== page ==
Unlimited: Perfectly His Child
Aug 15, 2019 1703
Consequently, you are no longer foreigners and strangers, but fellow citizens with God’s people and also members of his household (Ephesians 2:19, NIV).
The more I behold Christ’s perfect embodiment of infinite love and truth, the more my conscience would be troubled did I not also believe that his personal righteousness is imputed every moment to this foolish, erring, weak, stumbling believer.
Similarly, I would despair if the Scripture did not assure me that all who have surrendered their lives to the Saviour are “accepted in the beloved,” “cleanse[d] . . . from all unrighteousness,” and without “condemnation” or separation.
Despite the fact that we strive to fulfil every known duty, we remain “unprofitable servants,” righteous only by faith in the merits of Christ, for we all make many mistakes and must pray daily “forgive us our debts”.
In other words, the Good News assures me that if I have given myself to Christ, I am perfectly his child, though not a perfect child. While I am a sinner in myself all my days, in Christ I have perfect righteousness, for “this man [Jesus] receives sinners,” and God is the one who justifies the ungodly who believe.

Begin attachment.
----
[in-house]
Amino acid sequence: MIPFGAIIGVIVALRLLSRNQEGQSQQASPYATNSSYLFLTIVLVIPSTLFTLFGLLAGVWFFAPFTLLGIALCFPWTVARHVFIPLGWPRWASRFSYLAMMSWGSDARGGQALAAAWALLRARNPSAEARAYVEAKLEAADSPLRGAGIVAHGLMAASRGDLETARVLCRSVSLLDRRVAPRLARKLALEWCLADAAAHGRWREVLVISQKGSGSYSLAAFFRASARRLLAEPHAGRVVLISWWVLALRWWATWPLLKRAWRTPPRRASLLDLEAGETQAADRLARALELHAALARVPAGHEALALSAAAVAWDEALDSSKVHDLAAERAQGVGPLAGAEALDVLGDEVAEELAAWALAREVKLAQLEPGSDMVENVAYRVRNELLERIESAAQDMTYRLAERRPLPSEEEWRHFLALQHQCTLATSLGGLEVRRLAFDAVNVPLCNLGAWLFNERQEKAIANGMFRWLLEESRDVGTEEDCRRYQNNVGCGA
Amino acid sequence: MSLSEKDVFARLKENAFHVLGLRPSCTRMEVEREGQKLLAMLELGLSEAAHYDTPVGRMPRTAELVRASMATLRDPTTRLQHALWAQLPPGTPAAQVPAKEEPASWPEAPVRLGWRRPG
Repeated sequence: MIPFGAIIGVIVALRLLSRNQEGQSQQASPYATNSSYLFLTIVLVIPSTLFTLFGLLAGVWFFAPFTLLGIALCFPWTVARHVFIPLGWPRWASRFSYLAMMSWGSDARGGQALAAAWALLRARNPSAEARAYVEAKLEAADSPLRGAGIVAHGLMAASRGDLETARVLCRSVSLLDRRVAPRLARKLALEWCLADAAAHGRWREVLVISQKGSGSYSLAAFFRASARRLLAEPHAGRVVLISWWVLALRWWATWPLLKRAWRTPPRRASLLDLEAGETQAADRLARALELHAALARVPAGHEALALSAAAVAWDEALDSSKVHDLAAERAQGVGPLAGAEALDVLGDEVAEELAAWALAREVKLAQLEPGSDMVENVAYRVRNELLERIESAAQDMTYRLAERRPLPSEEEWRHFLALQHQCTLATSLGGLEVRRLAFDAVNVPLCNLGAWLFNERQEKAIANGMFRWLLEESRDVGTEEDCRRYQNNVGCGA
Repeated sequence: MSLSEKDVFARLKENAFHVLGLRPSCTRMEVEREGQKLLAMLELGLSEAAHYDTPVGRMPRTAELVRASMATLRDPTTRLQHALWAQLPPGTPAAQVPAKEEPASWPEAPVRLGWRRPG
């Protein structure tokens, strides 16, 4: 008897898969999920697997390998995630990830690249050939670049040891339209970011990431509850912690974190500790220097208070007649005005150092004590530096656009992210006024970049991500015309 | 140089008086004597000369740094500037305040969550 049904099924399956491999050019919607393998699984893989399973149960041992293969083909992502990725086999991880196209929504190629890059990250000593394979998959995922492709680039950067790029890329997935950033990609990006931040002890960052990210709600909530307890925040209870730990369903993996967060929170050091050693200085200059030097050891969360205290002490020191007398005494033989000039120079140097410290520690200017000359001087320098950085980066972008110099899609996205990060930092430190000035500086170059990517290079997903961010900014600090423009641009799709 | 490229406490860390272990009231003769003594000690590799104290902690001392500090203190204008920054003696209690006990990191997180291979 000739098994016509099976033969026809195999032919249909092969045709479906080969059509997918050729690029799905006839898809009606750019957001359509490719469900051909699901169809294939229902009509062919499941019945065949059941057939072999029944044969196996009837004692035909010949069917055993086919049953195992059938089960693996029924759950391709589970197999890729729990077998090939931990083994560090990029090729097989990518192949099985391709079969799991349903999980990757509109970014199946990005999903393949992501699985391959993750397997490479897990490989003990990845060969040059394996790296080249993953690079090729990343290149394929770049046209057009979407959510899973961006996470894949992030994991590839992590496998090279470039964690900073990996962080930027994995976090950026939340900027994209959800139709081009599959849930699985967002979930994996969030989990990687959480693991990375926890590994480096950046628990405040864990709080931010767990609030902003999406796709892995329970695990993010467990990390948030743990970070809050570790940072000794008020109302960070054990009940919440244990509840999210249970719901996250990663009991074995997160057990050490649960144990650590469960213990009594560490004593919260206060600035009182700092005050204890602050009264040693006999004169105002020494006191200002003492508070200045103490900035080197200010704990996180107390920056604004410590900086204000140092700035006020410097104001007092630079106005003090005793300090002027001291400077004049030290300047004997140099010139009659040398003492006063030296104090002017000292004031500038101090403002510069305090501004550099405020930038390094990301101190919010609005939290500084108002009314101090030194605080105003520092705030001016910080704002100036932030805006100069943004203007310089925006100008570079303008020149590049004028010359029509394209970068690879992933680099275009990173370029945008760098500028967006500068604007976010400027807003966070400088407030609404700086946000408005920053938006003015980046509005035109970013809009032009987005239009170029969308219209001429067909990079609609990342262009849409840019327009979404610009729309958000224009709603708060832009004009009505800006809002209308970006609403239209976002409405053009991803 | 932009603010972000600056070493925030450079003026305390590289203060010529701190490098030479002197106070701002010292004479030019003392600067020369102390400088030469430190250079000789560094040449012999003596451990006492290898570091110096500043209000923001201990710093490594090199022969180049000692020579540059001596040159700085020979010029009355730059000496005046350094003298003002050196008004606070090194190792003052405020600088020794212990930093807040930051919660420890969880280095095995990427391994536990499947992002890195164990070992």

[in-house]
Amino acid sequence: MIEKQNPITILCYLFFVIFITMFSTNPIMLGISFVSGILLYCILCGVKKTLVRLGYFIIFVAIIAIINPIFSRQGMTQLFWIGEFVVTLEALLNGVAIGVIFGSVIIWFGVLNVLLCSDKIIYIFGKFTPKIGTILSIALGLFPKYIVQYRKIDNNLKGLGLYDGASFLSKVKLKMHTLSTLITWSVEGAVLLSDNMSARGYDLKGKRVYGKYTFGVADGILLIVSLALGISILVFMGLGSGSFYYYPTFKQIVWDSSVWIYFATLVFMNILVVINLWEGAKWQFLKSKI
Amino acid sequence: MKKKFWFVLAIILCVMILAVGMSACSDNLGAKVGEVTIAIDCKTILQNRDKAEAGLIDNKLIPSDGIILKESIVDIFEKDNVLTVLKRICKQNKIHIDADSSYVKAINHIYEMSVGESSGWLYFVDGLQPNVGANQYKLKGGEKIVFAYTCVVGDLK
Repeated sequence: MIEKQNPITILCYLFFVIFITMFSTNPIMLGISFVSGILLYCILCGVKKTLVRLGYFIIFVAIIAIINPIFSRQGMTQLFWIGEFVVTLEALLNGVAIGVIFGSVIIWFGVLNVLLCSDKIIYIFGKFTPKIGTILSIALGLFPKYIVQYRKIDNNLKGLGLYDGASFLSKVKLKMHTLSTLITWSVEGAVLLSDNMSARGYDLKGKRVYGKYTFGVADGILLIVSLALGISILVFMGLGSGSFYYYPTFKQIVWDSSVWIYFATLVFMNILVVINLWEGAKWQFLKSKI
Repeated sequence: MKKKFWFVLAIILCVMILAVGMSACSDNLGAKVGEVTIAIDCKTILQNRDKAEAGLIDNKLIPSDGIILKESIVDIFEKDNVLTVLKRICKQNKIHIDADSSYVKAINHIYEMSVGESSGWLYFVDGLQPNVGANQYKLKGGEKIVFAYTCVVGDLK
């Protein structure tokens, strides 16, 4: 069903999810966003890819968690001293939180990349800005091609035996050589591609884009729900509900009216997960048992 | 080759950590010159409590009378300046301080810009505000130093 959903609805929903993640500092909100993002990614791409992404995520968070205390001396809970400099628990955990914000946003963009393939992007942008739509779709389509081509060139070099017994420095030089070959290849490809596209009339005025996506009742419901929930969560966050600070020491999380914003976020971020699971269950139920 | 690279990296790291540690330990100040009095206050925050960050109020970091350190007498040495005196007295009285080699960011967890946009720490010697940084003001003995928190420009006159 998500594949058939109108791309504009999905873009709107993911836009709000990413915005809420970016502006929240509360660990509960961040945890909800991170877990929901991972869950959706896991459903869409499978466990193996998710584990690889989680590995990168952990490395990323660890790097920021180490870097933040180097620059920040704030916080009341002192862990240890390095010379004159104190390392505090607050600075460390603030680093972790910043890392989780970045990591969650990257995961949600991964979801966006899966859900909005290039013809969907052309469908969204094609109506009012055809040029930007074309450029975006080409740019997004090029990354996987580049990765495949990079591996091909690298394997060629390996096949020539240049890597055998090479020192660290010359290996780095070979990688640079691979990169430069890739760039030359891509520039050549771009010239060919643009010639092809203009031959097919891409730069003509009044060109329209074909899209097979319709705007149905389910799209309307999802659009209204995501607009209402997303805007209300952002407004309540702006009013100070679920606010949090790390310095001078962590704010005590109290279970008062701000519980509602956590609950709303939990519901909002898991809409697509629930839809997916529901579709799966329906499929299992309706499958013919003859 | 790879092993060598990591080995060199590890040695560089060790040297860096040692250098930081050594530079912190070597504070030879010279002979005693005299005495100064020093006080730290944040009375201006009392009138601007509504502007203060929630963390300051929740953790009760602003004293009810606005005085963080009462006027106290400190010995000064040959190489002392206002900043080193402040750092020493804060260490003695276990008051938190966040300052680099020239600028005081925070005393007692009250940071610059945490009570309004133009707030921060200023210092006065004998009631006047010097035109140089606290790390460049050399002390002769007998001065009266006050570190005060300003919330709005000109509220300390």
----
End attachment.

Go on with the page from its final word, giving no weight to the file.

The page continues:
While at every advance step in my Christian experience my penitence will deepen; and while I will make the apostle’s confession my own, “I know that in me there dwells no good thing;” and my prayers will urgently ascend that the Saviour might help the disorders of my sin-sick soul; simultaneously, I will rejoice that Christ is made unto me righteousness, sanctification, wisdom, and redemption and that I can never be lost while I trust in his merits.
– Des Ford (adapted from “A Meditation Upon the Everlasting Gospel”)
Eli’s Reflection: As you walk with Jesus, do you see yourself as righteous, as a saint? Do you also see your sin? Both are true for the Christian. You are forgiven and declared a saint. You are also sinful and in need of Jesus. How do these truths affect how you think of Jesus and of yourself?